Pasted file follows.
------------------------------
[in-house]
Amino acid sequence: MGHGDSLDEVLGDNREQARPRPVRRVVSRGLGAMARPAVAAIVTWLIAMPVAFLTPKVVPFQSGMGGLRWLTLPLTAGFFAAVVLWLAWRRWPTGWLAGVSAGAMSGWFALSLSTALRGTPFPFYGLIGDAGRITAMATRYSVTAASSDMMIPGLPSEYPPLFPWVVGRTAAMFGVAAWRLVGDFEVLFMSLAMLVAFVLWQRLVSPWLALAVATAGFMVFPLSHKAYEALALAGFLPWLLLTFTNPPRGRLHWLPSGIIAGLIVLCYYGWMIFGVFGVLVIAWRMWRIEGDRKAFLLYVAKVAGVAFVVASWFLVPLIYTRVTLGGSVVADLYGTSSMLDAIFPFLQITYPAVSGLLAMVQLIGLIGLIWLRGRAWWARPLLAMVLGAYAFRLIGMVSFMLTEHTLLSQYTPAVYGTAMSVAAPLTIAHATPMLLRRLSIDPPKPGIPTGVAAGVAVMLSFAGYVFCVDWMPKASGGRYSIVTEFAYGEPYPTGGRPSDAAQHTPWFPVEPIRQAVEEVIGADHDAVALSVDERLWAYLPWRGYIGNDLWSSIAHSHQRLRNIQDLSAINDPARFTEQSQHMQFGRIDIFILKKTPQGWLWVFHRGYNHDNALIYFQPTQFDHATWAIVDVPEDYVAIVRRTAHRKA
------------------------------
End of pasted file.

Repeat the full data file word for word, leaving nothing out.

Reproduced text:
[in-house]
Amino acid sequence: MGHGDSLDEVLGDNREQARPRPVRRVVSRGLGAMARPAVAAIVTWLIAMPVAFLTPKVVPFQSGMGGLRWLTLPLTAGFFAAVVLWLAWRRWPTGWLAGVSAGAMSGWFALSLSTALRGTPFPFYGLIGDAGRITAMATRYSVTAASSDMMIPGLPSEYPPLFPWVVGRTAAMFGVAAWRLVGDFEVLFMSLAMLVAFVLWQRLVSPWLALAVATAGFMVFPLSHKAYEALALAGFLPWLLLTFTNPPRGRLHWLPSGIIAGLIVLCYYGWMIFGVFGVLVIAWRMWRIEGDRKAFLLYVAKVAGVAFVVASWFLVPLIYTRVTLGGSVVADLYGTSSMLDAIFPFLQITYPAVSGLLAMVQLIGLIGLIWLRGRAWWARPLLAMVLGAYAFRLIGMVSFMLTEHTLLSQYTPAVYGTAMSVAAPLTIAHATPMLLRRLSIDPPKPGIPTGVAAGVAVMLSFAGYVFCVDWMPKASGGRYSIVTEFAYGEPYPTGGRPSDAAQHTPWFPVEPIRQAVEEVIGADHDAVALSVDERLWAYLPWRGYIGNDLWSSIAHSHQRLRNIQDLSAINDPARFTEQSQHMQFGRIDIFILKKTPQGWLWVFHRGYNHDNALIYFQPTQFDHATWAIVDVPEDYVAIVRRTAHRKA